from Ecuador; Tibiosioma martinsi from Ecuador; and Trestonia wappesi from Panama. Keys to the known species
of Lesbates Dillon and Dillon, 1945 and Tibiosioma Martins and Galilleo, 1990 are provided. The genus
Ophthalmocydrus Aurivillius, 1925 (Onciderini) is transferred to Pteropliini (Lamiinae); and Xylomimus Bates,
1865 (Apomecynini) is transferred to Onciderini. The following new synonymies are proposed: Kuauna Martins
and Galileo, 2009 = Opthalmocydrus Aurivillius, 1925; Kuauna schmidi Martins and Galileo, 2009 = Ophthalmocydrus
semiorbifer Aurivillius, 1925; Paraplerodia Martins and Galileo, 2010 = Tibiosioma Martins and Galileo, 2007;
Paraplerodia acarinata Martins and Galileo, 2010 = Tibiosioma maculosa Martins and Galileo, 2007; and
Ischiomaeocles Franz, 1954 = Lochmaeocles Bates, 1880. The following new combination is proposed: Lochmaeocles
salvadorensis (Franz, 1954), transferred from Ischiomaeocles. The following 37 new country records are reported:
Alexera barii (Jekel, 1861) (Bolivia, Ecuador); Bacuris sexvittatus (Bates, 1865) (Panama); Cacostola brasiliensis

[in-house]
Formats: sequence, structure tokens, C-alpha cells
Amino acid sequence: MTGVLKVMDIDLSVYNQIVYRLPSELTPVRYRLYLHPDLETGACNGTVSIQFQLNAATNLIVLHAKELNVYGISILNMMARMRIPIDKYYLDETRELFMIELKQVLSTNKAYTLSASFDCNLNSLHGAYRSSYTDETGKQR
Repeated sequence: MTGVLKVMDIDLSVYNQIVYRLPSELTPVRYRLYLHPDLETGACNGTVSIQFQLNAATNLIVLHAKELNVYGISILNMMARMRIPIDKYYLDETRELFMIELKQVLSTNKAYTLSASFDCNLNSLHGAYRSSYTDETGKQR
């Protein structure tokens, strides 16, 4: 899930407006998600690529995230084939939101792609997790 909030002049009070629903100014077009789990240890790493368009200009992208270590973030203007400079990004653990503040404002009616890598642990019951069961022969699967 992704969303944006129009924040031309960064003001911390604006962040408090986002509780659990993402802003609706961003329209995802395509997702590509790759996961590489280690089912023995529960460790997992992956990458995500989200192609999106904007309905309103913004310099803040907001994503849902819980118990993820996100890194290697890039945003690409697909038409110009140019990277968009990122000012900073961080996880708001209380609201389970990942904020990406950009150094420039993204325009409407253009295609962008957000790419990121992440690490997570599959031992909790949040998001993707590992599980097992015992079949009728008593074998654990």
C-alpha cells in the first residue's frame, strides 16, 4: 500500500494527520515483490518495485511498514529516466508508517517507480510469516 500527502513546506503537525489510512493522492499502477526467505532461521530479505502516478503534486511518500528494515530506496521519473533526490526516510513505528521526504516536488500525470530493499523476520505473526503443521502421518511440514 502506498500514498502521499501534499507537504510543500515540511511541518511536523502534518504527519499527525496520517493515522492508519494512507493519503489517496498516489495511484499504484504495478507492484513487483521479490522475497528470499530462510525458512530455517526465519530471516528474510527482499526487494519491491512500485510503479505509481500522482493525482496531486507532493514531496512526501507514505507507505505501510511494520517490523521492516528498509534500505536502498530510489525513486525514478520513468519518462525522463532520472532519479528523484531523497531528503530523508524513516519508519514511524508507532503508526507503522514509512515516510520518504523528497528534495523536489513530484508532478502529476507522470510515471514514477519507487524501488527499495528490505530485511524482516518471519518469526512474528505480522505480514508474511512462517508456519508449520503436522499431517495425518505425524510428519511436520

Thomson, 1868 (Argentina); Cherentes niveilateris (Thomson, 1868) (French Guiana); Cicatrodea monima Dillon
and Dillon, 1946 (Ecuador); Clavidesmus metallicus (Thomson, 1868) (Ecuador, Peru); Cydros leucurus Pascoe, 1866
(Brazil); Ecthoea quadricornis (Olivier, 1792) (Ecuador); Eudesmus grisescens Audinet-Serville, 1835 (Ecuador,
Trinidad and Tobago, Venezuela); Euthima variegata (Aurivillius, 1921) (Ecuador); Hesychotypa heraldica (Bates,
1872) (Belize, Guatemala); Hesychotypa punctata Martins, 1979 (Peru); Lochmaeocles basalis Dillon and Dillon,
1946 (Ecuador, Trinidad and Tobago); Lochmaeocles zonatus Dillon and Dillon, 1946 (Venezuela); Lydipta conspersa
(Aurivillius, 1922) (Peru); Neocherentes dilloniorum Tippmann, 1960 (Brazil); Neolampedusa obliquator (Fabricius,
1801) (Ecuador); Peritrox perbra Dillon and Dillon, 1945 (Ecuador); Priscatoides tatila Dillon and Dillon, 1945
(Bolivia); Strioderes peruanus Giorgi, 2001 (Brazil); Trachysomus apipunga Martins and Galileo, 2008 (Peru);
Trachysomus camelus Buquet, 1852 (Venezuela); Trachysomus peregrinus Thomson, 1858 (Ecuador); Trachysomus
thomsoni Aurivillius, 1923 (Venezuela); Trestoncideres laterialba Martins and Galileo, 1990 (Brazil); Trestonia
exotica Galileo and Martins, 1990 (Ecuador); Trestonia fulgurata Buquet, 1859 (Grenada, Trinidad and Tobago);
Tritania dilloni Chalumeau, 1990 (Venezuela); Tulcus paganus (Pascoe, 1859) (Ecuador); Xylomimus baculus Bates,
1865 (French Guiana). Theobroma cacao Linnaeus (Sterculiaceae) is recorded as a new host plant record for Eudesmus